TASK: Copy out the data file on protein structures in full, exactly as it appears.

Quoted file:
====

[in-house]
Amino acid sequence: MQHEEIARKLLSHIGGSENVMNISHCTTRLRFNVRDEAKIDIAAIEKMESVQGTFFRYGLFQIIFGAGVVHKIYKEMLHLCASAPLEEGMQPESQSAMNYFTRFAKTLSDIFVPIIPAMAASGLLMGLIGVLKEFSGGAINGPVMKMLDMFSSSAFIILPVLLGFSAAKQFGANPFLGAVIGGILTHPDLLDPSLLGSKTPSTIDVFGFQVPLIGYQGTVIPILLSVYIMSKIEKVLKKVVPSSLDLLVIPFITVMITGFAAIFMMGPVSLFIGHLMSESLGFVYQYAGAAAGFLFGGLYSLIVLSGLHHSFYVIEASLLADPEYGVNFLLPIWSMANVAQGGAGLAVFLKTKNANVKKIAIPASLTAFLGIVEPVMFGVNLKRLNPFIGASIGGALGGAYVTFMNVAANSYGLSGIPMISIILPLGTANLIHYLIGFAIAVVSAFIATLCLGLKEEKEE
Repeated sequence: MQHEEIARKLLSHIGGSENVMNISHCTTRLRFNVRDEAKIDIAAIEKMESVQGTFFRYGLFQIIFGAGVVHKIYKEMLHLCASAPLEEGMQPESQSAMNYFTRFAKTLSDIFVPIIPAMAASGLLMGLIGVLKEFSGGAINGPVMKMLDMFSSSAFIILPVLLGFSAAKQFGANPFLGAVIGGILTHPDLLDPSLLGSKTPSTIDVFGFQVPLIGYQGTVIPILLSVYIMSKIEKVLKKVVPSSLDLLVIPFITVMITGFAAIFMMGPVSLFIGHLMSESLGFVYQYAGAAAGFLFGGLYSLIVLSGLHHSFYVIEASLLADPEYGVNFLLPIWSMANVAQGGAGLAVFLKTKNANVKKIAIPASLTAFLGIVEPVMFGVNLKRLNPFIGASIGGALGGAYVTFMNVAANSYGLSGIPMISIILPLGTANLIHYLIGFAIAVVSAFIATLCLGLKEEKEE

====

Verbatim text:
[in-house]
Amino acid sequence: MQHEEIARKLLSHIGGSENVMNISHCTTRLRFNVRDEAKIDIAAIEKMESVQGTFFRYGLFQIIFGAGVVHKIYKEMLHLCASAPLEEGMQPESQSAMNYFTRFAKTLSDIFVPIIPAMAASGLLMGLIGVLKEFSGGAINGPVMKMLDMFSSSAFIILPVLLGFSAAKQFGANPFLGAVIGGILTHPDLLDPSLLGSKTPSTIDVFGFQVPLIGYQGTVIPILLSVYIMSKIEKVLKKVVPSSLDLLVIPFITVMITGFAAIFMMGPVSLFIGHLMSESLGFVYQYAGAAAGFLFGGLYSLIVLSGLHHSFYVIEASLLADPEYGVNFLLPIWSMANVAQGGAGLAVFLKTKNANVKKIAIPASLTAFLGIVEPVMFGVNLKRLNPFIGASIGGALGGAYVTFMNVAANSYGLSGIPMISIILPLGTANLIHYLIGFAIAVVSAFIATLCLGLKEEKEE
Repeated sequence: MQHEEIARKLLSHIGGSENVMNISHCTTRLRFNVRDEAKIDIAAIEKMESVQGTFFRYGLFQIIFGAGVVHKIYKEMLHLCASAPLEEGMQPESQSAMNYFTRFAKTLSDIFVPIIPAMAASGLLMGLIGVLKEFSGGAINGPVMKMLDMFSSSAFIILPVLLGFSAAKQFGANPFLGAVIGGILTHPDLLDPSLLGSKTPSTIDVFGFQVPLIGYQGTVIPILLSVYIMSKIEKVLKKVVPSSLDLLVIPFITVMITGFAAIFMMGPVSLFIGHLMSESLGFVYQYAGAAAGFLFGGLYSLIVLSGLHHSFYVIEASLLADPEYGVNFLLPIWSMANVAQGGAGLAVFLKTKNANVKKIAIPASLTAFLGIVEPVMFGVNLKRLNPFIGASIGGALGGAYVTFMNVAANSYGLSGIPMISIILPLGTANLIHYLIGFAIAVVSAFIATLCLGLKEEKEE